BANGKOK: A plaque placed by Thai protesters near the Grand Palace in Bangkok which declared that Thailand belongs to the people and not the king has been removed, as police warned on Monday (Sep 21) they may charge those behind the symbolic gesture.
The plaque was placed on Sunday after a weekend rally by tens of thousands of people who cheered calls for reforms to the monarchy of King Maha Vajiralongkorn.
"I've received a report that the plaque is gone but I don't know how and I don't know who did it," Bangkoks deputy police chief Piya Tawichai told Reuters.
"Police are checking with the BMA (Bangkok Metropolitan Administration) and checking who took it out as the plaque is part of the evidence to charge the protest group (for this wrongdoing)," Piya said.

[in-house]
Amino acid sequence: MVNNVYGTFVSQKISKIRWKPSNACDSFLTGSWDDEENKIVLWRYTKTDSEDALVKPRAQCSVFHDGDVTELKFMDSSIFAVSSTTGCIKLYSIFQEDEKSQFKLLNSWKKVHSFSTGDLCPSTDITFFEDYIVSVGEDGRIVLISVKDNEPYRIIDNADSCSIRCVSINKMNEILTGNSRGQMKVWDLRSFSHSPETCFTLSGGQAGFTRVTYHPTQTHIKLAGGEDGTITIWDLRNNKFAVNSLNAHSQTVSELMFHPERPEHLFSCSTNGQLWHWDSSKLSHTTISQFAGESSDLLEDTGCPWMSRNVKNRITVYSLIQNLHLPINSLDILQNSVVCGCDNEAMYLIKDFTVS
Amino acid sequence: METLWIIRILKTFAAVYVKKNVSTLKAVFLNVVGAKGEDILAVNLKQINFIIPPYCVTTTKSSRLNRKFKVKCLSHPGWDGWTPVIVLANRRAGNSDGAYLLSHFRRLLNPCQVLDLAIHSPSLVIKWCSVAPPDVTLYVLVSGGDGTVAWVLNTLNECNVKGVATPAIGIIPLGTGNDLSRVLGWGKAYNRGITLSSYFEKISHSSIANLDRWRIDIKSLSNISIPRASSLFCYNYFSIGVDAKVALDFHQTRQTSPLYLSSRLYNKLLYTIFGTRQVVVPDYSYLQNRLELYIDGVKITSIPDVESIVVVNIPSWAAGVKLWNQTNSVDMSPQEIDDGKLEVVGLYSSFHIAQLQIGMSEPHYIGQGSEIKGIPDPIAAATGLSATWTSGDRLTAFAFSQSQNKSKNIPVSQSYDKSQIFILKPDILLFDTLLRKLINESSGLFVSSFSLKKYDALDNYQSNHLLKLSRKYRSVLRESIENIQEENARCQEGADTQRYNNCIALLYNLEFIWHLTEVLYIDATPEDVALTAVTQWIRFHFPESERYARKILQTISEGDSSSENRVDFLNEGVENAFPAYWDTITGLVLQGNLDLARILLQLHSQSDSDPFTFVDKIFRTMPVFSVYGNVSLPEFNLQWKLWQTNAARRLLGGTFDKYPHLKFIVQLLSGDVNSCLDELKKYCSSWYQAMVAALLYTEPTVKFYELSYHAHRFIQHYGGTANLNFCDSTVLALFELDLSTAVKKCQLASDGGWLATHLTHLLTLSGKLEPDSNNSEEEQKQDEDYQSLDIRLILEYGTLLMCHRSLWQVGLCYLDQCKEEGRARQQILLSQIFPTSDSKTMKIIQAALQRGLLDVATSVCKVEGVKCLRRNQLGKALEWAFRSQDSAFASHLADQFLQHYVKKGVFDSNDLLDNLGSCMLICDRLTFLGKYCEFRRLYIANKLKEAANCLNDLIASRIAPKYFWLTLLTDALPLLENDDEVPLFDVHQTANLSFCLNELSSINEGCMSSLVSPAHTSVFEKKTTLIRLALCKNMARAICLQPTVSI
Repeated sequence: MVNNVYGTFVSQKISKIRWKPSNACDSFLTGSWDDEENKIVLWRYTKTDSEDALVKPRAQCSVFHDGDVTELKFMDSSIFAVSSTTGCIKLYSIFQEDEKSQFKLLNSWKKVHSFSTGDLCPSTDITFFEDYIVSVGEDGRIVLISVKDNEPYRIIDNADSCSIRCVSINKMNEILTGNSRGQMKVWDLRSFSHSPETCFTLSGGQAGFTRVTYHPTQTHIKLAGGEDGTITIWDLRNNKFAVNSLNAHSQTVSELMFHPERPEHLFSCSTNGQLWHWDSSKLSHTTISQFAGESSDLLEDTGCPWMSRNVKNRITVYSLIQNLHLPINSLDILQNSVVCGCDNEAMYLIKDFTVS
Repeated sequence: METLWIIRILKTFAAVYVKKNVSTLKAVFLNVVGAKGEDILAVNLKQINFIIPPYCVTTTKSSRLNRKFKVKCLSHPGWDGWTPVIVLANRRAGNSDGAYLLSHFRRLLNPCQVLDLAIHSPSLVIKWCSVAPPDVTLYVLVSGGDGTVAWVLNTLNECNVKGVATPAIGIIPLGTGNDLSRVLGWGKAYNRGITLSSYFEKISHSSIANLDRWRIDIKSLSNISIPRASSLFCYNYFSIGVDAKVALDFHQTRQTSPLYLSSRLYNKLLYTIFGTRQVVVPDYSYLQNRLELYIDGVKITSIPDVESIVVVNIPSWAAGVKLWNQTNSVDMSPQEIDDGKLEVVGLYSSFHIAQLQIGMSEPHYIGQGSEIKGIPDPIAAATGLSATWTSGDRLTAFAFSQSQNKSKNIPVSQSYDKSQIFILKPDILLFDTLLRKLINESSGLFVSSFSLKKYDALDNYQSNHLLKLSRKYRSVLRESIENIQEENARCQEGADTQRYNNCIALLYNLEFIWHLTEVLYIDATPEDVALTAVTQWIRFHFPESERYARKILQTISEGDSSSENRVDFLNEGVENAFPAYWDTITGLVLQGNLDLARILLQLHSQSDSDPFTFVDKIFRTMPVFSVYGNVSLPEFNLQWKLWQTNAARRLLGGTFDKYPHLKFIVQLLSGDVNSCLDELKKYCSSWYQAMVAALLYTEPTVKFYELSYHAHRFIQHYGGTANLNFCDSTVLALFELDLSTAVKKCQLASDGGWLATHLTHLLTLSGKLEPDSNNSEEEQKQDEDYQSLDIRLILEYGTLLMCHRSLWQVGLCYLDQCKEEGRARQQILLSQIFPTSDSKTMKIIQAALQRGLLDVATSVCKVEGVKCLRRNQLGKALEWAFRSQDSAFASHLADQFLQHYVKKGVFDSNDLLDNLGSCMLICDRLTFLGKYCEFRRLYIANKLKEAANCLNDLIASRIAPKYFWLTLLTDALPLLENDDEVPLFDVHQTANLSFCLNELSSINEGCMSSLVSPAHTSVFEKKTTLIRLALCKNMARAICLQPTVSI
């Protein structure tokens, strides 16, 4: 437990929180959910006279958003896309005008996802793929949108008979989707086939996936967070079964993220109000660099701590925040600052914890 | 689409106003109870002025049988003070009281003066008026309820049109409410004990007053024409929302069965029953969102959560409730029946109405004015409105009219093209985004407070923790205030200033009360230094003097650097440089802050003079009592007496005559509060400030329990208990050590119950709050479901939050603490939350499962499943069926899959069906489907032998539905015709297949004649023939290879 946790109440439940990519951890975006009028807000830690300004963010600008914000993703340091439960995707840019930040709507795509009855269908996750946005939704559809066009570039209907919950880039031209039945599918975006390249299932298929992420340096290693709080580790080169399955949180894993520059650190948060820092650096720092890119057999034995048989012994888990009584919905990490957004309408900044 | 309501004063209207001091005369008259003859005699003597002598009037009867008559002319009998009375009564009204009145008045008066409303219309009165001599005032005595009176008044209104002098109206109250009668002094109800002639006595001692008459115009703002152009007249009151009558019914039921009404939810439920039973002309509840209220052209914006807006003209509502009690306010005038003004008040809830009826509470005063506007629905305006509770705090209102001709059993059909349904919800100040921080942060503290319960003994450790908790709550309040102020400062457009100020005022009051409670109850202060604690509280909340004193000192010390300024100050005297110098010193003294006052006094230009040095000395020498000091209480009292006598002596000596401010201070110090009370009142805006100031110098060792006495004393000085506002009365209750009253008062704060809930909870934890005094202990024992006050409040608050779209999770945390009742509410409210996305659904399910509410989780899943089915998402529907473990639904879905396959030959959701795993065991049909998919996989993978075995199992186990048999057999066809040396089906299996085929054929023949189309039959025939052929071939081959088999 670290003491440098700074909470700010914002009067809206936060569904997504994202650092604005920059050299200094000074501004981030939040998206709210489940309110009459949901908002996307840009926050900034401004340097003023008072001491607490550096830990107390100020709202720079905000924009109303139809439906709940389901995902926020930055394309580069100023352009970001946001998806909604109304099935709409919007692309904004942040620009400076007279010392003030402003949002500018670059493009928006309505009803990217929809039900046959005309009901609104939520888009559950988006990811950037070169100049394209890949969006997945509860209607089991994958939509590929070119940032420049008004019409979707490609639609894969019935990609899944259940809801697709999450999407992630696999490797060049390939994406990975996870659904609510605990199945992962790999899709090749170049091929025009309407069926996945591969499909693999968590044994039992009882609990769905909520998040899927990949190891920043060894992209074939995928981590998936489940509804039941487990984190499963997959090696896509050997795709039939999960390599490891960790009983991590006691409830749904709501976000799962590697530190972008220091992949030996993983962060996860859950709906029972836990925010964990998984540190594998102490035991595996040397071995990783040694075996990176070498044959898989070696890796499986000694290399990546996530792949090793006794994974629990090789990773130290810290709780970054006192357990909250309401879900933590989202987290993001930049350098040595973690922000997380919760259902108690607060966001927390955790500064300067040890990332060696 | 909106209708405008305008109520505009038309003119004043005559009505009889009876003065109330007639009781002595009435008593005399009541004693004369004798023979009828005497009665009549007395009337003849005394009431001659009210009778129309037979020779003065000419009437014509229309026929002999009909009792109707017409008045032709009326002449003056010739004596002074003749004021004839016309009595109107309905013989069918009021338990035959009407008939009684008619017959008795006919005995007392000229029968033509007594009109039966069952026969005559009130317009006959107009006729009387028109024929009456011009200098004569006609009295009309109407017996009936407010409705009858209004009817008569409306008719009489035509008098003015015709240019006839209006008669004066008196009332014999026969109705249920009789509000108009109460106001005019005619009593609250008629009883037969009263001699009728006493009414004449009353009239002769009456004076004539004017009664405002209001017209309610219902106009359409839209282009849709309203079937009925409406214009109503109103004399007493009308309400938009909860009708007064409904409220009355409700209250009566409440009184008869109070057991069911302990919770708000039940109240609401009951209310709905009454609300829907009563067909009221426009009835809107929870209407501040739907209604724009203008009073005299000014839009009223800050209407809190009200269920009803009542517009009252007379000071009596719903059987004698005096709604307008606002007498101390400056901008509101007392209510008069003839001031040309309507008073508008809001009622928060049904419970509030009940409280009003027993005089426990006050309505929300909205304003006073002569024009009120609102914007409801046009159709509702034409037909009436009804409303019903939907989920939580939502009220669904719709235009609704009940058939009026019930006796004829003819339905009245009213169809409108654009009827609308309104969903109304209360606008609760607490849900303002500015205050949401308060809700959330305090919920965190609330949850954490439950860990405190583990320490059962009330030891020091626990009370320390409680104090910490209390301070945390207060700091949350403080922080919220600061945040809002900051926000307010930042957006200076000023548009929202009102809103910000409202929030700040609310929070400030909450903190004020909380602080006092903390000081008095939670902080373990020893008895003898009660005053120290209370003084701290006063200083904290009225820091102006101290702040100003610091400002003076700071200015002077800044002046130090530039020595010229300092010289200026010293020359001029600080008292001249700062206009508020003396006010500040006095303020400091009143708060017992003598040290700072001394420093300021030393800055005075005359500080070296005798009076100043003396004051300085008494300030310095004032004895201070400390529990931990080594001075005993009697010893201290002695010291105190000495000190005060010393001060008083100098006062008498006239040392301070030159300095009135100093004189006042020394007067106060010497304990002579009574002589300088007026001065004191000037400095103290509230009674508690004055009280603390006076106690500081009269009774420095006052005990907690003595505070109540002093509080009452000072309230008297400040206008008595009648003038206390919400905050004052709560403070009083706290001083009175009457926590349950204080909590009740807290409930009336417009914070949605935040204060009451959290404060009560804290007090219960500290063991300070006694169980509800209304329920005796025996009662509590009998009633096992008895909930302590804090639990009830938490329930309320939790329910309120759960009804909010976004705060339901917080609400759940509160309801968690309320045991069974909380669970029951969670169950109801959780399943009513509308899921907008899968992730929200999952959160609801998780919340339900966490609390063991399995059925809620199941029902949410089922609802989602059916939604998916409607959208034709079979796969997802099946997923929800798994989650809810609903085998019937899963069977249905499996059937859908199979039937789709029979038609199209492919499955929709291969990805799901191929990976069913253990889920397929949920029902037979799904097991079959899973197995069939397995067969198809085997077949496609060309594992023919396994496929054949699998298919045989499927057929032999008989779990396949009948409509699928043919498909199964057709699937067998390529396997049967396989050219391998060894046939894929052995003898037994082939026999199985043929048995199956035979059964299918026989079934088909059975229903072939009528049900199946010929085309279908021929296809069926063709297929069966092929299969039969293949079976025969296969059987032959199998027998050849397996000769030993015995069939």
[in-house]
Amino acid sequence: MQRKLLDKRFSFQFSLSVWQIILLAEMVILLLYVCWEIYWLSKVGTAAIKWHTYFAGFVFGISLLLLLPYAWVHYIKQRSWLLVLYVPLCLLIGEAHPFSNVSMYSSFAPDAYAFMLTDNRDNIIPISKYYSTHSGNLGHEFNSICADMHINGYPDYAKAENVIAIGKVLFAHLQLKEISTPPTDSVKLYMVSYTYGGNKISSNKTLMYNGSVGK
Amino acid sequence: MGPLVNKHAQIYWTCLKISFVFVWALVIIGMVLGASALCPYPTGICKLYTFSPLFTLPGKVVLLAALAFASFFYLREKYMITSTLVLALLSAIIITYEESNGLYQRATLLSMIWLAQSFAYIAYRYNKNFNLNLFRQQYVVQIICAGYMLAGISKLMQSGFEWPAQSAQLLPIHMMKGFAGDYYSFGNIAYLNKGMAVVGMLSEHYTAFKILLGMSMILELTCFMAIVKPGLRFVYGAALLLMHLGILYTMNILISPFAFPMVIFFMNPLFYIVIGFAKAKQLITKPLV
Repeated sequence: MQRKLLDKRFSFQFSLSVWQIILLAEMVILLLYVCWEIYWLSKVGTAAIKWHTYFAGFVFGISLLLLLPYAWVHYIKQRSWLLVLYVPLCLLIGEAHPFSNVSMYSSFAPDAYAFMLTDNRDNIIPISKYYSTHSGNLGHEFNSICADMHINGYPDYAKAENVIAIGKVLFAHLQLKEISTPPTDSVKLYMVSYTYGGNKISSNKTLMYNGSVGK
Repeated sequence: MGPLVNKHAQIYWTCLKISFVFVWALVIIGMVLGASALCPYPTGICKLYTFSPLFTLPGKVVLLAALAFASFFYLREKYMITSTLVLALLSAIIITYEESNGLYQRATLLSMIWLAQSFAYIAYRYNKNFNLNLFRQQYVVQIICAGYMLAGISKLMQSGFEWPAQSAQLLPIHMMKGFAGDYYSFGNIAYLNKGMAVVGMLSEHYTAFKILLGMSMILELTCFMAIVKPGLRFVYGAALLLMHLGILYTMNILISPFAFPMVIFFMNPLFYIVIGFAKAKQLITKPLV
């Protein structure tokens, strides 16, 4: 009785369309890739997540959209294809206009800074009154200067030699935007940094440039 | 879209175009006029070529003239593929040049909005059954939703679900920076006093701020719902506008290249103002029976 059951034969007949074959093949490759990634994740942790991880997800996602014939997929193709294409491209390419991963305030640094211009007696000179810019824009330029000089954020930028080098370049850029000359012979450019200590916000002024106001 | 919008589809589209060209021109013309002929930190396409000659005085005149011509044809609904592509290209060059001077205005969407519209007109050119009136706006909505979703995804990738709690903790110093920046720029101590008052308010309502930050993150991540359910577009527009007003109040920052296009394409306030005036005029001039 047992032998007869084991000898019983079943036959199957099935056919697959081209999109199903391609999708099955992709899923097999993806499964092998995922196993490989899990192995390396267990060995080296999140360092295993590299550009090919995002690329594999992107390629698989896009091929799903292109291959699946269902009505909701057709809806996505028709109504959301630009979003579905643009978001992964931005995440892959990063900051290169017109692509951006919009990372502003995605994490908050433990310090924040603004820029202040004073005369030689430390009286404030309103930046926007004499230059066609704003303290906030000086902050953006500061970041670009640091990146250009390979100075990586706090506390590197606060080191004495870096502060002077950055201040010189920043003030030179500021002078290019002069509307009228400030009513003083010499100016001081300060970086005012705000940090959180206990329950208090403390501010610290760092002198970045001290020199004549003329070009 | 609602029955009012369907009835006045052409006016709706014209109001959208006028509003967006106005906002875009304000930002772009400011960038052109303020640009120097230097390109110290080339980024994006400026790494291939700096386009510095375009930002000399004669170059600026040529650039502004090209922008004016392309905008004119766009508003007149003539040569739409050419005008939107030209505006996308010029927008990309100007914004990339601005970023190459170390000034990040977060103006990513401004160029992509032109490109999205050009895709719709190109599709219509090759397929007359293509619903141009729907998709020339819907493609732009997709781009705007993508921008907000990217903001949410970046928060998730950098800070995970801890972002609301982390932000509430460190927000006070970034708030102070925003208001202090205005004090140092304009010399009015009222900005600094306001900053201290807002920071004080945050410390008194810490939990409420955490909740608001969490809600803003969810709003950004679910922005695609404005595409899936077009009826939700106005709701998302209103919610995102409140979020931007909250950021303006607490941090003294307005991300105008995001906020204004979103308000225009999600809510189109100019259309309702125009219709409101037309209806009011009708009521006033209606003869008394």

At the biggest demonstration in Thailand in years, protesters cheered calls for reform of the monarchy as well as for the removal of Prime Minister Prayut Chan-o-cha, a former military leader, and a new constitution and elections.
After the protest, people queued up to take pictures next to the plaque, which also features a hand giving the three-finger salute adopted by pro-democracy protesters.
But far from all Thais support the new plaque, which resembles one that had commemorated the end of absolute monarchy in 1932 and which was removed from outside a royal palace in 2017, after King Vajiralongkorn took the throne.
Prominent right-wing politician Warong Dechgitvigrom said on Sunday the plaque was inappropriate and the king was above politics.
"It didn't achieve anything," he told Reuters. "These actions are symbolically against the king, but the king is not an opponent."
Craig Kunakorn, 33, a barber who had been at the protests came to visit the spot where the plaque had been cemented into the ground on Monday.